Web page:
The aquacultured species are mostly limited to three genera, Saccharina, Undaria and Pyropia/Porphyra, which represent 96% of the entire seaweed produ
South Korean seaweed report: 70% global market share, exported to 114 countries … Overwhelming Japan and China
Monday, January 30, 2023, 06:00 (GMT + 9)
"70% of the world market, exported to 114 countries, worth 650 million dollars...". This is the report card of Korea's "nori", which is also known as the "semiconductor of the sea." Global production of seaweed is 25 billion pieces per year. South Korea will produce 12.4 billion of these.
It greatly exceeds Japan's 8.3 billion and China's 4.4 billion. Korean seaweed is mainly exported to the United States, Japan, China, Thailand, and Russia. Not only the well-known CJ CheilJedang and Daesang, but also medium-sized companies are making a name for themselves in the export market. Beyond side dishes, it is also called a “low-calorie well-being seaweed snack.”
Among them, Dongwon F&B, which is famous for `Yangban seaweed`, is the first company in Korea to establish and operate a system of certified herb experts. Raw grass is the raw material of the seaweed before it is grown and processed.
We asked Dongwon F&B Cheongju factory manager Park Sung-gi, who has been working as a herb identification expert for 20 years, about the secrets of identification.
Q: What kind of grass is good?
A: The grass looks black at first glance, but it turns reddish-black when exposed to the sun. Clearly colored grass with a glossy sheen is good. The more you chew good grass, the more sweetness comes out. I usually taste different batches. Exclude any that are punctured or torn. Check for foreign matter. \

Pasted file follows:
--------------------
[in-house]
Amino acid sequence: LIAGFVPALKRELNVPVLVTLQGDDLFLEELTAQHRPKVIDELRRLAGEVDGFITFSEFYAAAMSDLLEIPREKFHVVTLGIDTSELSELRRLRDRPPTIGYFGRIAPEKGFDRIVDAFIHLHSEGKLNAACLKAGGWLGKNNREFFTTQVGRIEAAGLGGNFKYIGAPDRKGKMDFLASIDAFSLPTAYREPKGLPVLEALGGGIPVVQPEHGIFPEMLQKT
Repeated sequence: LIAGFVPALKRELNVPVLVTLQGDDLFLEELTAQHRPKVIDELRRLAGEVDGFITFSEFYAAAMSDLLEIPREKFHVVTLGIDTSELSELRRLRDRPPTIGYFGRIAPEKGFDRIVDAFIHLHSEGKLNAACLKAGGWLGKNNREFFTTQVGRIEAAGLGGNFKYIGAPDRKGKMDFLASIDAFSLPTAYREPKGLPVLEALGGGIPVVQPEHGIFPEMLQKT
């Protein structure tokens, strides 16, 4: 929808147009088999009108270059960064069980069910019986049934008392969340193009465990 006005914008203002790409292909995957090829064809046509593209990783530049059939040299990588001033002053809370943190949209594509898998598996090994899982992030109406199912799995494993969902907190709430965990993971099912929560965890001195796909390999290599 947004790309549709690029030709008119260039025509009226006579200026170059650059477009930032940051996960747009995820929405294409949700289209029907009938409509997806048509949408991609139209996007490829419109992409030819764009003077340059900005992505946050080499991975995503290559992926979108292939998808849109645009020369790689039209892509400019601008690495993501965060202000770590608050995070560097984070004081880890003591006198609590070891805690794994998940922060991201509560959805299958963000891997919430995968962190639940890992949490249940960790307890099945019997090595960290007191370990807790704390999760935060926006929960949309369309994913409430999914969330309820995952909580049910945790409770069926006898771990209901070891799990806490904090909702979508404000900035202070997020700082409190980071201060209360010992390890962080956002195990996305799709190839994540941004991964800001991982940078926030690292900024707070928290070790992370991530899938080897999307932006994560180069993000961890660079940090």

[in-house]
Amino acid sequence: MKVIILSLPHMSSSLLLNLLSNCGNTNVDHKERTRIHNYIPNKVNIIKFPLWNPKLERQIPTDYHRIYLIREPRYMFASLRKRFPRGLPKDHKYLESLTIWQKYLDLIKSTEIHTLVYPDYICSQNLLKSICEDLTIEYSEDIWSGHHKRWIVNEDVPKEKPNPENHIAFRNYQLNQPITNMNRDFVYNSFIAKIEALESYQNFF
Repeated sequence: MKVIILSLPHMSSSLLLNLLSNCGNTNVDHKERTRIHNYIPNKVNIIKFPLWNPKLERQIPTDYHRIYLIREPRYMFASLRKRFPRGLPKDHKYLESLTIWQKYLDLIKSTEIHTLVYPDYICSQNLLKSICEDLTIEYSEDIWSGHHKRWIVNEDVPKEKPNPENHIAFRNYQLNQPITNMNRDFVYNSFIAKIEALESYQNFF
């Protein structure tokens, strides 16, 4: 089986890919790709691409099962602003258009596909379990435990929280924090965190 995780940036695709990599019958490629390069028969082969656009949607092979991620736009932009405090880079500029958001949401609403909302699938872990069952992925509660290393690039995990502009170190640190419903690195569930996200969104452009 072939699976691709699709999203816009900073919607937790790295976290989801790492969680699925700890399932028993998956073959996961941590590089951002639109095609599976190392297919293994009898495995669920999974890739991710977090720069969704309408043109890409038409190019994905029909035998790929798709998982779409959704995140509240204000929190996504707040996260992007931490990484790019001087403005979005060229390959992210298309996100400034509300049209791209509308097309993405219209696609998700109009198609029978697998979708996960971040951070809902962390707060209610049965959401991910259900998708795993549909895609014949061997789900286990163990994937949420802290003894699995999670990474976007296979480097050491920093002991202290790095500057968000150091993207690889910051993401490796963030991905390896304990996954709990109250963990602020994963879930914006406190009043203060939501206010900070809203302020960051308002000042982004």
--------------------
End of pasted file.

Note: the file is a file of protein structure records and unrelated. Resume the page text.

Q: What kind of environment does good grass grow in?
A: It is a place where there is sandy land, a large tidal difference, and where freshwater and seawater collide. Once sown, nori can be harvested 8 to 10 times over a six-month period from November to April, but the nori harvested in January and February is usually the most delicious. The nori that grows in the cold winter is tough and rich in nutrients. If the weather is warm, the spores of the paste dissolve in warm water and are washed away, preventing them from growing quickly.
Q: Will global warming affect seaweed farming?
A: In the past, seaweed grew until May in Korea as well. Recently, due to global warming, after March, the glue deteriorates and the luster is not good.
Q: Has the origin of the original grass changed?
A: The production areas are similar to those of 20 years ago. Chungcheongnam-do Seochon, Jeollabuk-do Gunsan/Buan, Jeollanam-do Haenam, Jindo, Wando , Busan, etc. Most of the nori exported to Japan is thick sushi nori, formerly produced in Busan, but recently Hainan and Jindo also produce such nori.
Q: What are your impressions after trying to identify grasses for 20 years?
A: Interesting. In the past, seaweed was only eaten in Korea, China, and Japan, but now it seems to be in the limelight overseas. It is difficult to cultivate good quality seaweed in other countries due to climate conditions and tidal differences.
Q: How do you make seasoned nori?
A: Mizunori (original grass collected from the sea) is dried and then baked twice. Drain the water the first time, and make it crispy the second time. Bake at 100-200 degrees or 300-400 degrees.
Q: Do you have competitiveness unique to Korean seaweed?
A: Japan and China mainly produce thick glue. The texture is different from Korean paste. Korea has developed a thin scooping technique that melts in your mouth. It seems to be more popular though. There are many companies in Korea who are good at scooping water. Many traders have been trading for 15 to 20 years, but recently there are many places that have switched from the first generation to the second generation. People in their 30s and 40s who learned the trade from their fathers are taking over the nori processing factory. Korean seaweed exports are going well, and it seems that my son will continue to see the possibility of development.
Q: What are your future goals?
A: When I went to Japan a few years ago, I was very happy to see our nori lined up in supermarkets. It would be great if we could increase sales and spread Korean seaweed to the global market. bake.
Source: japanese.joins | Translated from original in japanese